During Bill Clinton’s campaign, his campaign strategist, James Carville, coined the phrase, “the economy, stupid,” as a way to refocus voters’ attention and to say that George H.W. Bush had not adequately addressed the economy. The phrase was meant for an internal audience of campaign workers, but it became widely used.
All you have to do is drive around our City or any city in the U.S. and you get the immediate impression that “It’s the economy stupid” is current again. The economy looms over us like a huge black cloud. And it affects family after family.
The evening news last night presented us with the grim news about the auto industry. American auto makers are drowning in a sea of red. Cars aren’t selling, sources of money for lending are meager, and some are saying that the industry as a whole has only months of money left to operate unless something significant happens.
But this is about more than the auto industry or the banking industry or any other industry by itself.
The story went on to talk about how the auto industry’s woes trickle, no flood, down into the rest of the economy. If the auto industry has no money to purchase from suppliers then suppliers have no money to produce their products. Layoffs occur and then families have no money to spend in their respective communities. Small businesses close, taxes dry up, and city governments have less money to spend on services. Yada, yada, yada.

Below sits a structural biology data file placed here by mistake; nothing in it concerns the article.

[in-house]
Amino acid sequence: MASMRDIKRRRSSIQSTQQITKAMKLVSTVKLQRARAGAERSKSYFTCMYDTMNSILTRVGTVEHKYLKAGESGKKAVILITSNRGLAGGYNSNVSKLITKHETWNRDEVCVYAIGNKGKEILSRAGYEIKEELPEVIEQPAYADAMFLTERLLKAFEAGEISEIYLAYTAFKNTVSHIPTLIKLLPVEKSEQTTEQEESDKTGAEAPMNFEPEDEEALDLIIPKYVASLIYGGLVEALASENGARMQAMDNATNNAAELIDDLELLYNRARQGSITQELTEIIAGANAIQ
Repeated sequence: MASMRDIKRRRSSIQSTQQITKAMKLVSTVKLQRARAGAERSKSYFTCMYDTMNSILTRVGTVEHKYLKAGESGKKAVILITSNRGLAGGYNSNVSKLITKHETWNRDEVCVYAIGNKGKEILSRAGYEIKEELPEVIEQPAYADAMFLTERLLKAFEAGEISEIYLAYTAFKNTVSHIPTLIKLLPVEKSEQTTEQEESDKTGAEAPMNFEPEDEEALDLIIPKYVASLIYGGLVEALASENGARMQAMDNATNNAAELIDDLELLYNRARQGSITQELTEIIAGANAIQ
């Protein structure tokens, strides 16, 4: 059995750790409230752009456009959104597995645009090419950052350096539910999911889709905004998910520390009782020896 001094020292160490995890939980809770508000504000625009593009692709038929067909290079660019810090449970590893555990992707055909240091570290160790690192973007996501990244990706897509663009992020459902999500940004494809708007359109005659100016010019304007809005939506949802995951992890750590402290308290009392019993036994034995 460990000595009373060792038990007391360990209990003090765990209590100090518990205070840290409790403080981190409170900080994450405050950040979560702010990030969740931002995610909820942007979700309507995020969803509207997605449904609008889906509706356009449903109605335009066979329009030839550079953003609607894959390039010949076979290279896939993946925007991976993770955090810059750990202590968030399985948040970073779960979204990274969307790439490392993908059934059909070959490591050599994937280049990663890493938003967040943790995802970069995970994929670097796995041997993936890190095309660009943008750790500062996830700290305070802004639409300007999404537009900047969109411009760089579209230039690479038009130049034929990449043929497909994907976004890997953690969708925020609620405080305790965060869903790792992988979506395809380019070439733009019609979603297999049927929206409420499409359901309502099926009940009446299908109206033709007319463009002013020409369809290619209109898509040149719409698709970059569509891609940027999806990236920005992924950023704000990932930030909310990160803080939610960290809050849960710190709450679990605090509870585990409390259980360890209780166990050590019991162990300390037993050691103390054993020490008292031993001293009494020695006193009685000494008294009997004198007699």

The economy is such a good, but painful, reminder of how interconnected we all are; none of us lives in a vacuum. I especially like the way the famous preacher, John Donne, said it.
No man is an island, entire of itself
every man is a piece of the continent, a part of the main
if a clod be washed away by the sea,
Europe is the less, as well as if a promontory were,
as well as if a manor of thy friends or of thine own were
any man’s death diminishes me, because I am involved in mankind
and therefore never send to know for whom the bell tolls
it tolls for thee.
Earlier this year one of our neighbors moved, and a For Sale sign went up in front of the house. The family was a victim of the current housing crisis. I don’t know where they went, but I do know that the economy’s effects trickled down to our street. That makes it very, very real, and very personal.